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Discussion in 'Home Power and Microgeneration' started by skittles, Oct 2, 2005.

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  1. skittles

    skittles Guest

    wanting to charge a batter & was wondering which diode is right for the job?
    I've read online where people have gotten 6amps by simple hand crank and up
    to 30 amps with the use of pedal power & gears to help turn reversed
    pemanent magnetic dc motors faster then simple hand cranking.

    looking at the Radio Shack diodes: they Sell a 25 amp 50volt bridge
    any thoughts on this?
  2. skittles

    skittles Guest

    without the diode the battery will actually power up the DC Motor and also
    could result in de-charging instead of charging the battery. So that little
    3 dollar item can save you some trouble. I have searched online and people
    have this unit for sell at unreasonable prices ($600.00 and up) when the
    parts themselves are easy to come by... for example you have a Permanent
    Magnetic DC Motor in your car that powers your Fan for AC. You also have a
    few in the house for such things that require different speeds. (washing
    machine, blender, vacuum - not all will have a dc magnetic motor but some
    will) The ideal motor will run off of 24 volts AC resulting in 12 volts DC
    current enough to charge a battery -- You can use a crank to turn it but
    that's rather silly when you can run either a chain or a belt to it and turn
    it 4 times the rate with a bike or larger wheel. This will result in faster
    turning which will give you more amps. Without amps your dead in the water.
    I'd like some ideas about a voltage regulator other then a 20 amp car fuse
    which seems ideal but will not prevent over charging. any ideas - I suppose
    any ideas at all would do... I realize that a regular generator is easier to
    come by and allot more efficient but in a case like Mississippi where fuel
    became a problem they could have had the power to run household items and
    with enough ingenuity could power a water pump or other necessities,. yes
    you would need to run small watt items but it could be done...
  3. Steve Spence

    Steve Spence Guest

    to prevent the battery from spinning the permanent magnet generator.
  4. skittles

    skittles Guest

    so i suppose different size diodes are ok as long as the amp isn't to low or
    to high... any idea on how prevent the battery from over charging? Is their
    some type of voltage regulator that automatically shuts off? I know a marine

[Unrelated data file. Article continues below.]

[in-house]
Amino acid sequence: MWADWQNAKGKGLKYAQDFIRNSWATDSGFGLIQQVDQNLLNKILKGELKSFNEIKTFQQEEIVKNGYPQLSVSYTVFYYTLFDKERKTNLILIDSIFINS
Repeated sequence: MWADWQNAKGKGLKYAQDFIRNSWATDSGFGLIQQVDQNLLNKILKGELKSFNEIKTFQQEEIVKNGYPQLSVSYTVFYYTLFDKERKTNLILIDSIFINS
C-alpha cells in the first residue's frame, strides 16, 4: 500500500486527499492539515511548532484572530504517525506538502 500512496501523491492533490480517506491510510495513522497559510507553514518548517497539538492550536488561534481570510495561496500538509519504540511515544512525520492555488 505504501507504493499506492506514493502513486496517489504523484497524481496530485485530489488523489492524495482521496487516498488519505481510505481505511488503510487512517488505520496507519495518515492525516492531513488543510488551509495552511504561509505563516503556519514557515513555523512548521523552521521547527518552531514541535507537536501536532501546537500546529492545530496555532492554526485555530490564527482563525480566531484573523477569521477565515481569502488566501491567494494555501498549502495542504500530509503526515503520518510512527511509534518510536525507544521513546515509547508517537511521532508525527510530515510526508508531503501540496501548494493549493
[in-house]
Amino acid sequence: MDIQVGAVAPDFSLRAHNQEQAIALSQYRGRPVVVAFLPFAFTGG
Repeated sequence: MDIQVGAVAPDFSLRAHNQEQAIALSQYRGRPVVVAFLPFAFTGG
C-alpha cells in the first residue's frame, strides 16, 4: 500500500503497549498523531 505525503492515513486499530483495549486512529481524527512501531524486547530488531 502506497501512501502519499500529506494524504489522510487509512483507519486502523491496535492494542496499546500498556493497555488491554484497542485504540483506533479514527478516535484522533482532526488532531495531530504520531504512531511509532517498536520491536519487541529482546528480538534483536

battery will work better then a car battery will because of the fact that
    it's designed to run where as the car batteries are designed to just start
    things, but this is one area that is a little dangerous. They do
    occasionally blow up if over charged and usually kill people if their
    standing near them... and I like being alive. ( rant time) I like working to
    much and getting paid to little. I like getting screwed out of money by
    wealthy pricks in order to make themselves richer. Yes i like life... even
    if i don't like all the people in it.. I know people down south that went
    without water because they depended on the electric company to much.... Do
    you know the electric companies charged people down south even though they
    didn't have power during those weeks following the hurricane. Yes along with
    the phone companies... not a pro-rated amount either... no phone and no
    power but bills still came..
  5. skittles

    skittles Guest


    16amp diode at what voltage?
  6. Michelle P

    Michelle P Guest

    As long as you do not exceed the voltage you can parallel the diodes to
    obtain high amperage.
  7. skittles

    skittles Guest

  8. JoeSixPack

    JoeSixPack Guest

    The diode voltage rating should exceed your peak voltage by a fair margin to
    avoid damage from voltage spikes. A set of working diodes from an old
    battery charger or alternator would work. A simpler, lower-tech alternative
    would be a cutout relay such as was used before the advent of the diode in
    automotive charging systems. Simply wire the energizer coil of a
    single-pole relay to the output leads of the generator. When the generator
    spins up, the resulting voltage closes the relay and charging can begin.
    When the generator stops charging, the relay opens and no current bleeds
    back through generator.
  9. zero

    zero Guest

    You've just described a latching relay circuit.

    The generator will indeed close the contacts when it begins generating,
    the contacts will hook the generator (and the relay coil) to the battery.

    The relay won't open until the battery voltage goes away.

    To the original poster: Large full-wave rectifier blocks work just fine as
    blocking diodes you seek. They contain 4 diodes in an epoxy block with
    heatsink plate on the bottom. You only need to use 2 terminals (1 diode)
    so there is some waste of parts, but they are cheap and easy to find.

  10. Andy

    Andy Guest

    Find yourself an old Delco-Remy 'Delcotron' alternator at the wrecking yard
    and strip the power rectifier diode pack out of it... It consists of three
    pairs of good quality diodes that you can wire up any way you like with the
    added bonus of them already mounted in a heat sink.

  11. JoeSixPack

    JoeSixPack Guest

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